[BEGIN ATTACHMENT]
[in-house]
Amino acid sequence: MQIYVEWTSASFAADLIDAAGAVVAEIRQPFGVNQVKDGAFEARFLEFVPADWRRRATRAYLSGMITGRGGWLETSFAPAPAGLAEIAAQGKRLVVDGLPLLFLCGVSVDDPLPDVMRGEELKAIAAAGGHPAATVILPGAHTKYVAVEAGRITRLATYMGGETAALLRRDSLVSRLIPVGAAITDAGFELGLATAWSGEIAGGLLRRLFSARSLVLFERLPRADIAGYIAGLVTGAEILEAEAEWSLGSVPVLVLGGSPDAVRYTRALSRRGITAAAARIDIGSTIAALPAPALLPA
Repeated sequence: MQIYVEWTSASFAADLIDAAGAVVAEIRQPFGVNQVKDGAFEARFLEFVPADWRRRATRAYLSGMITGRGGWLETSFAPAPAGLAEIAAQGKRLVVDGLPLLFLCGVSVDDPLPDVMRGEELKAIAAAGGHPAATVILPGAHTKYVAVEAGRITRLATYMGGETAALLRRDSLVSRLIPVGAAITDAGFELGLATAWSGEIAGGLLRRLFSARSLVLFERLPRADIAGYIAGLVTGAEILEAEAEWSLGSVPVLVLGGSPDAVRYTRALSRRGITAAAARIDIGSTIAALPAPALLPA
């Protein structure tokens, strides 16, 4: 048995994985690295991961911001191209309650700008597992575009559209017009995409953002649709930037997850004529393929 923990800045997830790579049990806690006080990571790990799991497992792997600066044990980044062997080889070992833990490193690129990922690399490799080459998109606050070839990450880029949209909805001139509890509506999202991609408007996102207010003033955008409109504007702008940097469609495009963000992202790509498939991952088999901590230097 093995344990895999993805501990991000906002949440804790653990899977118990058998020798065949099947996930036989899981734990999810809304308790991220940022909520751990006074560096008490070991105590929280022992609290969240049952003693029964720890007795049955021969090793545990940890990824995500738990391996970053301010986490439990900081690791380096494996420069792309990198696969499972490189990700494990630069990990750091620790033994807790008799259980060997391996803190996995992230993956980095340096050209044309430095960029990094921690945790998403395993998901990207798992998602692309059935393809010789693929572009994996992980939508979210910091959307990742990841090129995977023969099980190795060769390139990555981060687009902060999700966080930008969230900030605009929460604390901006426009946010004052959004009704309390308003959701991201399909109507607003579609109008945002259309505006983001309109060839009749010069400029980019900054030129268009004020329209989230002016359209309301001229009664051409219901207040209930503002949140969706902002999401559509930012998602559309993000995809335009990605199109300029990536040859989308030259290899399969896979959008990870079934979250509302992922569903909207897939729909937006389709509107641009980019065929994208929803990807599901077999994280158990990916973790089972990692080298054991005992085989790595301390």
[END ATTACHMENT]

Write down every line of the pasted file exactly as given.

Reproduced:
[in-house]
Amino acid sequence: MQIYVEWTSASFAADLIDAAGAVVAEIRQPFGVNQVKDGAFEARFLEFVPADWRRRATRAYLSGMITGRGGWLETSFAPAPAGLAEIAAQGKRLVVDGLPLLFLCGVSVDDPLPDVMRGEELKAIAAAGGHPAATVILPGAHTKYVAVEAGRITRLATYMGGETAALLRRDSLVSRLIPVGAAITDAGFELGLATAWSGEIAGGLLRRLFSARSLVLFERLPRADIAGYIAGLVTGAEILEAEAEWSLGSVPVLVLGGSPDAVRYTRALSRRGITAAAARIDIGSTIAALPAPALLPA
Repeated sequence: MQIYVEWTSASFAADLIDAAGAVVAEIRQPFGVNQVKDGAFEARFLEFVPADWRRRATRAYLSGMITGRGGWLETSFAPAPAGLAEIAAQGKRLVVDGLPLLFLCGVSVDDPLPDVMRGEELKAIAAAGGHPAATVILPGAHTKYVAVEAGRITRLATYMGGETAALLRRDSLVSRLIPVGAAITDAGFELGLATAWSGEIAGGLLRRLFSARSLVLFERLPRADIAGYIAGLVTGAEILEAEAEWSLGSVPVLVLGGSPDAVRYTRALSRRGITAAAARIDIGSTIAALPAPALLPA
């Protein structure tokens, strides 16, 4: 048995994985690295991961911001191209309650700008597992575009559209017009995409953002649709930037997850004529393929 923990800045997830790579049990806690006080990571790990799991497992792997600066044990980044062997080889070992833990490193690129990922690399490799080459998109606050070839990450880029949209909805001139509890509506999202991609408007996102207010003033955008409109504007702008940097469609495009963000992202790509498939991952088999901590230097 093995344990895999993805501990991000906002949440804790653990899977118990058998020798065949099947996930036989899981734990999810809304308790991220940022909520751990006074560096008490070991105590929280022992609290969240049952003693029964720890007795049955021969090793545990940890990824995500738990391996970053301010986490439990900081690791380096494996420069792309990198696969499972490189990700494990630069990990750091620790033994807790008799259980060997391996803190996995992230993956980095340096050209044309430095960029990094921690945790998403395993998901990207798992998602692309059935393809010789693929572009994996992980939508979210910091959307990742990841090129995977023969099980190795060769390139990555981060687009902060999700966080930008969230900030605009929460604390901006426009946010004052959004009704309390308003959701991201399909109507607003579609109008945002259309505006983001309109060839009749010069400029980019900054030129268009004020329209989230002016359209309301001229009664051409219901207040209930503002949140969706902002999401559509930012998602559309993000995809335009990605199109300029990536040859989308030259290899399969896979959008990870079934979250509302992922569903909207897939729909937006389709509107641009980019065929994208929803990807599901077999994280158990990916973790089972990692080298054991005992085989790595301390």